Asian stocks fell, with the regional benchmark index posting its second day of losses, after data showed a spreading slowdown in China’s housing market.
China Resources Land Ltd., the second-biggest mainland developer listed in Hong Kong by market value, lost 1.2 percent. Malaysian Airline System Bhd., the unprofitable state carrier that’s still searching for a lost flight, plunged 18 percent amid concern the government may let the company fail. UGL Ltd. slumped 9.7 percent in Sydney on a report the sale of the builder’s property unit may be scrapped.
The MSCI Asia Pacific Index lost 0.3 percent to 139.35 as of 5:43 p.m. in Hong Kong after rising 1.3 percent last week, the biggest such advance in six weeks.
“People can see a number of negatives out there, which is sufficient enough to keep them cautious about the investment outlook,” said Angus Gluskie, a fund manager who helps oversee more than $550 million at White Funds Management in Sydney. “We might be in for a soft couple of months in the meantime.”
The Hang Seng China Enterprises Index of mainland companies traded in Hong Kong fell 0.4 percent, while the benchmark Hang Seng Index slid less than 0.1 percent. The Shanghai Composite Index lost 1.1 percent.
Japan’s Topix index slipped 0.8 percent as the yen extended gains against the dollar after rising three days. Data today showed Japan’s machine orders jumped more than forecast in March.
South Korea’s Kospi index gained 0.1 percent. Australia’s S&P/ASX 200 Index lost 1.3 percent, while New Zealand’s NZX 50 Index slipped 0.4 percent. Taiwan’s Taiex index rose 0.1 percent, and Singapore’s Straits Times Index was little changed.
China’s new-home prices rose in April in the fewest cities in 1 1/2 years as developers offered discounts and economic growth slowed, prompting the easing of property curbs in some places. Prices last month climbed in 44 of the 70 cities tracked by the government compared with 56 cities in March.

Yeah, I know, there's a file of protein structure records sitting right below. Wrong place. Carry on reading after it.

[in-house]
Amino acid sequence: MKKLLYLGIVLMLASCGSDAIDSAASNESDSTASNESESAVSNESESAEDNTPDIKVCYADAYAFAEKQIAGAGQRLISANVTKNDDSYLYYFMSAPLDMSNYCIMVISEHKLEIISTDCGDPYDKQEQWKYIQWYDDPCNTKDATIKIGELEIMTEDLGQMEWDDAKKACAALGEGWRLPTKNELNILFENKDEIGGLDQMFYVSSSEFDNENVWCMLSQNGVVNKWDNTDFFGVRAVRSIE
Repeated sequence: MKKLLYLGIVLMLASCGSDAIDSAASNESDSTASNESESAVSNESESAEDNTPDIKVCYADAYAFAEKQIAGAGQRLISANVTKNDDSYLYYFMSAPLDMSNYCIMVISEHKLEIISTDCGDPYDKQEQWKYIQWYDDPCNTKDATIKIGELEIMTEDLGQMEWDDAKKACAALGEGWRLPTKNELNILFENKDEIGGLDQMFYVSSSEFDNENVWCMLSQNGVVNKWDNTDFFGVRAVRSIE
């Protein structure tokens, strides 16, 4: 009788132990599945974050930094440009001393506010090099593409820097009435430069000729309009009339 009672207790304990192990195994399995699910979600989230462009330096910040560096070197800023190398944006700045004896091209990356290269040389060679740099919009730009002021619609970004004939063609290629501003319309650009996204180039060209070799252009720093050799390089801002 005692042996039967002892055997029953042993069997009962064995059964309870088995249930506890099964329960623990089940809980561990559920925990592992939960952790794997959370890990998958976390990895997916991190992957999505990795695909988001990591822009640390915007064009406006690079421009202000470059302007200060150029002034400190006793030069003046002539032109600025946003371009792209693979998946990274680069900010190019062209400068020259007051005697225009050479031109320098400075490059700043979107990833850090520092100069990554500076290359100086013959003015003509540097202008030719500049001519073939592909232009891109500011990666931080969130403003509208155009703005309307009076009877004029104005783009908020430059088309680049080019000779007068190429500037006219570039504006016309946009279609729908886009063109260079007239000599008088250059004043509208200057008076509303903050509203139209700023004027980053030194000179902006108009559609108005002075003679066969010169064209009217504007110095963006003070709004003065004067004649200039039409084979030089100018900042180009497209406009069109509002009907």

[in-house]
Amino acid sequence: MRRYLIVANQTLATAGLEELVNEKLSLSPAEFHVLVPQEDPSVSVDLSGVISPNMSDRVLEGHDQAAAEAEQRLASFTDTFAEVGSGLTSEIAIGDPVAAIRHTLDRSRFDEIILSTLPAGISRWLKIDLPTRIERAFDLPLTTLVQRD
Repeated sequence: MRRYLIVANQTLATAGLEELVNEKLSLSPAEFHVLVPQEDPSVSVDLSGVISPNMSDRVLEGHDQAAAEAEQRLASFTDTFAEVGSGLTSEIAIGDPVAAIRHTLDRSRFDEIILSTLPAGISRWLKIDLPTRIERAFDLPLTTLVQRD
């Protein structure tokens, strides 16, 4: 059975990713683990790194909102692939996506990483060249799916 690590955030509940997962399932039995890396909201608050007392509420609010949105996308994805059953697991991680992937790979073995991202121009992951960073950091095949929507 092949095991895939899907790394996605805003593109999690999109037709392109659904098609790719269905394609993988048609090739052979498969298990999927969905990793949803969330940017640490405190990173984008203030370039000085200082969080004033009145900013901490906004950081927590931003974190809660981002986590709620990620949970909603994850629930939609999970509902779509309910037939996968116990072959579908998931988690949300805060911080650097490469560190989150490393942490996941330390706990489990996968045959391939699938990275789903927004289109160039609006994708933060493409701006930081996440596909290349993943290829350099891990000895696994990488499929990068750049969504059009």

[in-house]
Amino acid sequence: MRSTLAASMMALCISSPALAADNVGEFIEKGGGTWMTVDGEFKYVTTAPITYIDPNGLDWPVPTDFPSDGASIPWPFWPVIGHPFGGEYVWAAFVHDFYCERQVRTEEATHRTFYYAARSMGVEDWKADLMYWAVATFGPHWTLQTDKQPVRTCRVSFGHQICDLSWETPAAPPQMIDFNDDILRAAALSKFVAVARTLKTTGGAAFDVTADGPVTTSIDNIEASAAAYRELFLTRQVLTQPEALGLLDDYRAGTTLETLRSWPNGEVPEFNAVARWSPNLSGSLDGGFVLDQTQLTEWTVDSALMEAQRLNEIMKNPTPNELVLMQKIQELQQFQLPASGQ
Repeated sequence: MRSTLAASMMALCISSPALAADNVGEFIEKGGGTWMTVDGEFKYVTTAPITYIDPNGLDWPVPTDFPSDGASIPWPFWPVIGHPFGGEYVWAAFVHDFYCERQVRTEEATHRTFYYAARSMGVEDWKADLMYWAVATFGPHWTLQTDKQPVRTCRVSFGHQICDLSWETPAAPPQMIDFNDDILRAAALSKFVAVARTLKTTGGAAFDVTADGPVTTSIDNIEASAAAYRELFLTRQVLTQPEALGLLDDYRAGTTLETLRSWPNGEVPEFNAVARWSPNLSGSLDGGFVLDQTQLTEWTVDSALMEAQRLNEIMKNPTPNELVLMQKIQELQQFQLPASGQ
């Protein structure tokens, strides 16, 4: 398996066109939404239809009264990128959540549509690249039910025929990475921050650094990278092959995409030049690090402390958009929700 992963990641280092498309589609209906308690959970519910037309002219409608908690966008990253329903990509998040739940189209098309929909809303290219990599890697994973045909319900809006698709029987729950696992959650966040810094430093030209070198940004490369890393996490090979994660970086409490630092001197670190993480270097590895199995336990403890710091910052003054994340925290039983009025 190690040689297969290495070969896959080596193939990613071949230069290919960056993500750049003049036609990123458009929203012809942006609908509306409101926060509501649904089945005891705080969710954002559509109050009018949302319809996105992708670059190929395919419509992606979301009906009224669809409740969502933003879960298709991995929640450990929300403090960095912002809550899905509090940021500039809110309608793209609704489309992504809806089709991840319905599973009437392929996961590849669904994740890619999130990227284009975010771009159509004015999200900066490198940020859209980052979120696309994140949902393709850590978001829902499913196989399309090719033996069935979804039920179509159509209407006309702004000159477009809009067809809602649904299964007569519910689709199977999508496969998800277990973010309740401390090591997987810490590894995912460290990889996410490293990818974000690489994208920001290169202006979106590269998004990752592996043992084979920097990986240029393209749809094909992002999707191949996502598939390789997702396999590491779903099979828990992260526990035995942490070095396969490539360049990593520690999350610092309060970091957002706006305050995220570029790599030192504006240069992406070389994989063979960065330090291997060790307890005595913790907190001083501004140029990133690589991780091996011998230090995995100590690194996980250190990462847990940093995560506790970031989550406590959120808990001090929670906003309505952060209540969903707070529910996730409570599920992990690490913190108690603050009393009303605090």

“Market sentiment is still cautious although Hong Kong had a quick rebound last week,” said Linus Yip, chief strategist at First Shanghai Securities Ltd. in Hong Kong. “Purchasing power for properties isn’t strong right now and it’s not good for housing prices in China.”
China Resources Land dropped 1.2 percent to HK$15.12. China Overseas Land & Investment Ltd. lost 1.4 percent to HK$18.98.
Futures on the Standard & Poor’s 500 Index fell 0.4 percent today. The measure added 0.4 percent on May 16 as small-cap shares reversed declines amid a faster-than-forecast gain in the pace of U.S. home construction. Another report showed a regional measure of U.S. consumer confidence unexpectedly declined from a nine-month high.
Malaysian Airline plummeted 18 percent to 15.5 sen. The government should consider giving up its stake in the flag carrier, Sinar Harian newspaper reported, citing Malaysia’s Public Accounts Committee Chairman Nur Jazlan Mohamed. Bankruptcy may be an option to allow the company to restructure, the Wall Street Journal said last week, citing an interview with Prime Minister Najib Razak.
UGL slumped 9.7 percent to A$6.86. The Australian Financial Review reported the construction company has received just one fully financed offer its DTZ property unit.
Among stocks that rose, Tokyo Electron Ltd. jumped 5.3 percent to 6,187 yen. Applied Materials Inc., which will acquire the Japanese industrial-electronics maker in a stock swap, forecast fiscal third-quarter sales that topped the low end of analysts’ estimates.
STATS ChipPAC Ltd., which provides semiconductor test and assembly services, surged 14 percent to 52.5 Singapore cents after saying it’s considering a takeover bid.
Among companies on the Asia-Pacific gauge that reported quarterly results through last week since April 1 and for which Bloomberg had estimates, 50 percent beat profit expectations, according to data compiled by Bloomberg.
The regional index traded at 12.7 times estimated earnings compared with 15.9 for the S&P 500 and 15 for the Stoxx Europe 600 Index, data compiled by Bloomberg show.